I’m thrilled to be part of the launch tour for Forever People by Alison Lyke! Today, I have a sneak peek for you to read and a giveaway to enter!
Publication Date: March 28th, 2019
Genre: Sci-Fi/ Cyberpunk
Publisher: Black Rose Writing
Welcome to Zeta City, where the whole world goes to die. Here, the Node System uploads the minds of the dying so they can spend eternity in a digital Promised Land. But, this cyber heaven is causing hell on earth for the living because the System forces them to earn Points to buy data in the afterlife.
Camille is a salty mercenary out to hoard as many Points as possible by exploiting the dying with illegal technology. She’s on the hunt for Toy, a rebel leader who uploaded lethal technology to her own brain in an attempt to wipe out everyone’s Node Points.
Camille goes to increasingly dangerous lengths in pursuit of Toy. She soon finds that the Node is full of warm reunions with loved ones and otherworldly creations. It’s also full of lies.
“Forget poetic dreams of ghosts in the machines. We are the machine. We donated our souls to it.”
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Camille had three kinds of clients: those who were trying to extract funds or rare items from someone else before they died, those looking to find a loved one before they died, and regulars with a myriad of shady reasons for needing repeated, illegal services. Wren Barrett was Camille’s favorite type of the three. He was a balding account manager, from the Delta Zone, who’d come to Zeta City to find his son. Like most others arriving in Zeta for the first time, he was ill-equipped, soft, and confused.
He washed up in Camille’s office like a beached manatee: gasping for air and bleached by the sun. Her office walls were stark white, as was her desk and other furniture, and even the floor, giving the woman herself the appearance of a smudge on a piece of blank paper.
Camille wore a grey tank top, black shorts, and she was unadorned aside from her wrist mounted reality augmentation device. The device’s long touch-sensitive screen and pad ran down her forearm; her RAP was an impressive piece of technology that marked her as wealthy and well connected. She also had a mop of frizzy, black hair that hung raggedly around her ears.
While Wren Barrett spoke, Camille sipped on an orange juice box straw and watched him closely. Mr. Barrett’s son was dying. Sashi Barrett was born dying, even more so than the rest of us. Sashi had a heart condition that made life a painful struggle. So, Sashi did what many people from all over the world do when they want to die; he came to Zeta City.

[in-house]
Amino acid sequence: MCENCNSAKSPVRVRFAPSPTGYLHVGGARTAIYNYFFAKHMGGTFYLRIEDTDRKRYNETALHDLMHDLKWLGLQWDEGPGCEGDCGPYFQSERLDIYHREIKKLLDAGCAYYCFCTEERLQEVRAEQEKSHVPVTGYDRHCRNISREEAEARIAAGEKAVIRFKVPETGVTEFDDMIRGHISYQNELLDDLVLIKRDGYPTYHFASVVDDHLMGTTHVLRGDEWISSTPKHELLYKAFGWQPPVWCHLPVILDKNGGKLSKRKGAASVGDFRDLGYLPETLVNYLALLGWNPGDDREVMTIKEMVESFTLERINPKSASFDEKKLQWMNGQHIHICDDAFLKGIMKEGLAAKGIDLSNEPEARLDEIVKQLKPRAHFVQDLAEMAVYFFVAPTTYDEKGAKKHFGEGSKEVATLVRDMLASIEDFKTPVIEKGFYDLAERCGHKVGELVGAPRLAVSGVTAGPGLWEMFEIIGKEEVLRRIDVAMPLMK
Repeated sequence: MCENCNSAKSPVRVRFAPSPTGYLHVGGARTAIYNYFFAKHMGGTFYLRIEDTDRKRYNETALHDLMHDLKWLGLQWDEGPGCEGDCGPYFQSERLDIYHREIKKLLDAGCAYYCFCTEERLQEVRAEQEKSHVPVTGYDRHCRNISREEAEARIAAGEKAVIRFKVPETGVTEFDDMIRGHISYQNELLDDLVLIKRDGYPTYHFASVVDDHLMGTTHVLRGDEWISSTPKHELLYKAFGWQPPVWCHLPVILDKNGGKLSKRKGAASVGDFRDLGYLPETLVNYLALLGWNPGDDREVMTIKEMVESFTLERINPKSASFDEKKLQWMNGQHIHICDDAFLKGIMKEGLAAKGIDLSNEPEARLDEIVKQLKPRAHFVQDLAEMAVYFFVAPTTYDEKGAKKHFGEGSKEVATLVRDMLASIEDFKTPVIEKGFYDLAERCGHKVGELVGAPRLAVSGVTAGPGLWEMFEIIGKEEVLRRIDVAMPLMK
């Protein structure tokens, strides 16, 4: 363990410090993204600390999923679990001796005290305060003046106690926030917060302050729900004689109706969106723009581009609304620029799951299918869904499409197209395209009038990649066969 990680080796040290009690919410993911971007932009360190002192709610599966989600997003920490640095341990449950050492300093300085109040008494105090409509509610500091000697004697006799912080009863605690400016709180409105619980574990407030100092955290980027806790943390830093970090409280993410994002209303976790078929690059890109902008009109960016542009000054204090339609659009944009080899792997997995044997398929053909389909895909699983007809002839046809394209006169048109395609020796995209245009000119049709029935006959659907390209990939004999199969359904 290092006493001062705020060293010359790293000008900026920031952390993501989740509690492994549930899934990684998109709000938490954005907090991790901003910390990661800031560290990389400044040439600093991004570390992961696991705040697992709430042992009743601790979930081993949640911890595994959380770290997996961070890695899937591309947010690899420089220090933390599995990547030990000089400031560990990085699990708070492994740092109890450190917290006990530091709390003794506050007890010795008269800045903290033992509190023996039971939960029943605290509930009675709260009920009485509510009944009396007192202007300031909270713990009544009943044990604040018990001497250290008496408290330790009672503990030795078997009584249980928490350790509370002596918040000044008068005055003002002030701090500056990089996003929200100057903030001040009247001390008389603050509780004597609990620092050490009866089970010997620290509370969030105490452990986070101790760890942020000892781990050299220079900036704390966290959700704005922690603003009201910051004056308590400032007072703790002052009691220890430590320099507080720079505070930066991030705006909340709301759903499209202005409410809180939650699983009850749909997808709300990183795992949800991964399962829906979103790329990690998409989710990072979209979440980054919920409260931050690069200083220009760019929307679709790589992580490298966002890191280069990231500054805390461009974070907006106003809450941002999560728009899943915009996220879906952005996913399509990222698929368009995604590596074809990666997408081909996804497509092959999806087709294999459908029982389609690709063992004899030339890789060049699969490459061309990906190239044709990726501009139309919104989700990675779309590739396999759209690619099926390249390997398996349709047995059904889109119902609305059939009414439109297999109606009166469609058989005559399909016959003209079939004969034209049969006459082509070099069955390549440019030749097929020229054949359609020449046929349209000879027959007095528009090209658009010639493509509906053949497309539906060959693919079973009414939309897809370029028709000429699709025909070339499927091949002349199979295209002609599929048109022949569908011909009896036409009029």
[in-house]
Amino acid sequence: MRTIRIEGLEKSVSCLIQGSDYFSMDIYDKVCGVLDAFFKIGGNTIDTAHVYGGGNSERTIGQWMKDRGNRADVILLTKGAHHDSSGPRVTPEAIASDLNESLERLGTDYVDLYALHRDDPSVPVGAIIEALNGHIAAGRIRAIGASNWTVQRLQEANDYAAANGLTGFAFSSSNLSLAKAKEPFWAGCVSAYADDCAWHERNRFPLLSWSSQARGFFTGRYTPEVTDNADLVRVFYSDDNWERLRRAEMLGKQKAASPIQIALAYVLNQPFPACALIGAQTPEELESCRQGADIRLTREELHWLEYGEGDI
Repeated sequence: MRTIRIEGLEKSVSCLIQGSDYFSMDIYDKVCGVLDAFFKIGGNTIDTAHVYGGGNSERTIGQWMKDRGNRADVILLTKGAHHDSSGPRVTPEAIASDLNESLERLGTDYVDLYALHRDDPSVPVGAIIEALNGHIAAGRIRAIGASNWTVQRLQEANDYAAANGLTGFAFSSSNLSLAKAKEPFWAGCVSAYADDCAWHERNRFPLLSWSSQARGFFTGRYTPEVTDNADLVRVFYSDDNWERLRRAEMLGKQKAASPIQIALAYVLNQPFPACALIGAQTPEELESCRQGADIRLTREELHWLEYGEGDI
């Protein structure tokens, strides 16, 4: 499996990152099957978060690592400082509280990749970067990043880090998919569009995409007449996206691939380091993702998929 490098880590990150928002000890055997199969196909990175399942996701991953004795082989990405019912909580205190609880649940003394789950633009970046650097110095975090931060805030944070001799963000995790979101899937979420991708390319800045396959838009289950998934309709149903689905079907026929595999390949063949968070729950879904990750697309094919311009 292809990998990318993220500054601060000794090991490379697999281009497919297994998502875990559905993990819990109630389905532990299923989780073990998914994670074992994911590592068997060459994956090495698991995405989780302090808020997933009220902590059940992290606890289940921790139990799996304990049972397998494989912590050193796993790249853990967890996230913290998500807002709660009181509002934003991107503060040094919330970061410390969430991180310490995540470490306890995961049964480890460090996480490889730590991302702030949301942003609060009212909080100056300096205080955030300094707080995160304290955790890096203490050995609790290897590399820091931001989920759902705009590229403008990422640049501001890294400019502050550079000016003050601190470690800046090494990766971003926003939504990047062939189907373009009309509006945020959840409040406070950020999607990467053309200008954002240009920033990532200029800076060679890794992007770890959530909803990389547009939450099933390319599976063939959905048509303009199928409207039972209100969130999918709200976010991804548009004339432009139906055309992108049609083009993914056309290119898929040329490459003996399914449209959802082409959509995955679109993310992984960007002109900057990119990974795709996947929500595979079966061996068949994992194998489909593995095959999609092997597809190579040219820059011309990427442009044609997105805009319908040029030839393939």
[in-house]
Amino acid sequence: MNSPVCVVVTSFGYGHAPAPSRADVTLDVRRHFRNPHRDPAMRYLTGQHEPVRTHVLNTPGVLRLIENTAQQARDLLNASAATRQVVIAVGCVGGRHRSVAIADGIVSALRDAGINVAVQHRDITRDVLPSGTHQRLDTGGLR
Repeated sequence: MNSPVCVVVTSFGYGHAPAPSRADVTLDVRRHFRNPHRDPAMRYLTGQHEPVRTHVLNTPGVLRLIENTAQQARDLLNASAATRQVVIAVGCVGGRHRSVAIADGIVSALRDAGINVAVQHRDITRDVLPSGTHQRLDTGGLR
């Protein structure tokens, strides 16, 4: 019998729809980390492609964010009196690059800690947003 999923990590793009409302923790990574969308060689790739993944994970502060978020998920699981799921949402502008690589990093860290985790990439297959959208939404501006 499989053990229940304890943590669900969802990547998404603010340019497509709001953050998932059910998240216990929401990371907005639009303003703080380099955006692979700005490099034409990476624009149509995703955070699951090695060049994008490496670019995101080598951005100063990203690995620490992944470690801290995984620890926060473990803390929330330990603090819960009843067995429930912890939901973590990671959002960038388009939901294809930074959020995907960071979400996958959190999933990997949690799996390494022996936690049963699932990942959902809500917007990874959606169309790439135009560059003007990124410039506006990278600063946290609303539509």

Zeta City was the capital of the Zeta Net, so-called because the entire area was covered by a wireless network designed to upload people’s consciousness at the time of death and store it in the Node’s massive computer system. Zeta was not the only Net, there were dozens of others, but many people chose Zeta because Zeta was the first netted city in the world.
Generations of people made pilgrimages to Zeta before the other Nets were built, and now some people superstitiously clung to it as the place to go to die. Maybe it was because Zeta gave the world the first promise of a tangible afterlife. “Going to die in Zeta” was the new “going to church on Sunday.”
“You can find Sashi?” Mr. Barrett asked sadly, “you can keep him alive?”
“I can find him and keep him alive, more or less, until you’re ready to let him go into the Node. I accept cash and other forms of payment. You know what I mean,” Camille said.
“Of course. I’ll transfer two-thousand Node Points to you, as a thank you for your service, along with four hundred in cash. Does that work?”
“No rush. We’ll sort it once it’s over, Wren.”
When Camille stood up to shake Mr. Barrett’s hands, he was surprised to see that she that she was a thick woman with large breasts and the hint of a belly. He was expecting a fit, muscled mercenary. Then he realized, there was no reason for her to be fit, most of her bounties couldn’t run away. . . . .